If being too nice is the biggest challenge facing the HR industry, not being business-minded enough about its own role is a close second. Along with attracting kind, helpful, conflict-avoidant mediator types, HR has a tendency to deliver a “be helpful, serve others, and don’t seek the spotlight” message as its core tenet. And once again, as with the attitude issue, it’s hard to point a finger and say anything negative. But the fact is, no matter how beneficial you are as an HR admin, you’ll end up sitting on the sidelines if you remain incapable of promoting the true value HR brings to your organization.
Awareness isn’t the issue; it’s obvious to those of us in HR that a successful Human Resources department provides clear bottom-line value. After all, if your organization can efficiently attract, hire, and retain top talent while minimizing overhead with a perfectly tailored benefits package, how could that be seen as anything other than valuable? Unfortunately, for an executive who may have spent most of his or her career working in the prehistoric, paper-form-dependent HR era, things aren’t as clear-cut. To them, culture is something that happens when you get the right people together and you buy a ping-pong table for the breakroom. Benefits are just programs you pick from a list. And successful talent acquisition and retention are the results of a good reputation, steady profitability, and a competitive—but not too generous—paycheck that keeps employees “hungry.” Notice: HR doesn’t show up anywhere in those reasons, and it never will until the industry and its people stand up and take credit where it’s due.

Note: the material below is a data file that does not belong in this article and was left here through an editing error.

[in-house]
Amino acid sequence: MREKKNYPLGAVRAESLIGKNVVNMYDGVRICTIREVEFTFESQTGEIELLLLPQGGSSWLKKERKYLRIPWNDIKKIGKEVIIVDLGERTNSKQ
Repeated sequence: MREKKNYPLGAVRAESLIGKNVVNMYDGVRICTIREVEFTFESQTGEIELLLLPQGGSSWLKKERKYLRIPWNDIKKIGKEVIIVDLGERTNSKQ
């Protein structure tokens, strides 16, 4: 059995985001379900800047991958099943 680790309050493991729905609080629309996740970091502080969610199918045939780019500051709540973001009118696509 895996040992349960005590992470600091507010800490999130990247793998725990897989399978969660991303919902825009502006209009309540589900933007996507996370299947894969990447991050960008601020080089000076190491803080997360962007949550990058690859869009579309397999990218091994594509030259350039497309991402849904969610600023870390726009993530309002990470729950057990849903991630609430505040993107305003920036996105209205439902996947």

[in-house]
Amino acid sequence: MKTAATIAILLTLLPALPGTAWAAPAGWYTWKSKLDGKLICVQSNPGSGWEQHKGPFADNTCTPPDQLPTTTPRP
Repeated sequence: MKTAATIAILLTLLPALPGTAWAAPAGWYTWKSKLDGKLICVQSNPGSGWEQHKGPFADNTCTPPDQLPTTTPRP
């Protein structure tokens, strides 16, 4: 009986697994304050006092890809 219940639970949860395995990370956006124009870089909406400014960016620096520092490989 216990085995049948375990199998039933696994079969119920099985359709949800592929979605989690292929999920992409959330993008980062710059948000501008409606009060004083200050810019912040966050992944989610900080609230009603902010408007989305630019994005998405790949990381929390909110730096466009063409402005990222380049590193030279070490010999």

In order to take that credit, you have to be able to show and tell the great numbers that come from great HR practice. In the past, that would have meant spending countless hours compiling and analyzing your own research, then presenting it to a committee of stakeholders. It’s likely that cost/benefit analysis wasn’t a major element of your job description in the first place, not to mention drafting proposals or presenting to a boardroom full of executives. So on top of becoming an expert in finance, you would have had to brush up on your presentation skills—in your free time, of course.
But that was the past, and this is the future.
If we can look beyond increased efficiency and take a higher-level business perspective, the benefits of great HR software become even more obvious. A truly complete HRIS should offer you more than information storage and automation on the front end of your day-to-day task list. It should be able to track, analyze, and display the results of your work in a way that’s not only easy for an administrator to understand, but easy for anyone—whether that’s an executive or an entry-level employee—to comprehend as well.
At the same time, even the best HR software can’t deliver a proposal, read a room, or present an argument. We of all people should realize there is a critical human component, and it can only come from an awakening across the HR industry to the idea that, no matter how internally focused and human-centric the image of HR might be, it is still subject to the same rules for success as any other department. Nobody is going to give HR the tools, budget, and support it needs until HR is able to provide a clear reason for doing so. If that means rethinking HR from the ground up, so be it—because the result will change the perception of HR from “necessary expenditure” to “critical component” in the minds of outsiders. With more recognition comes more support, and that means you’ll be able to better serve your people.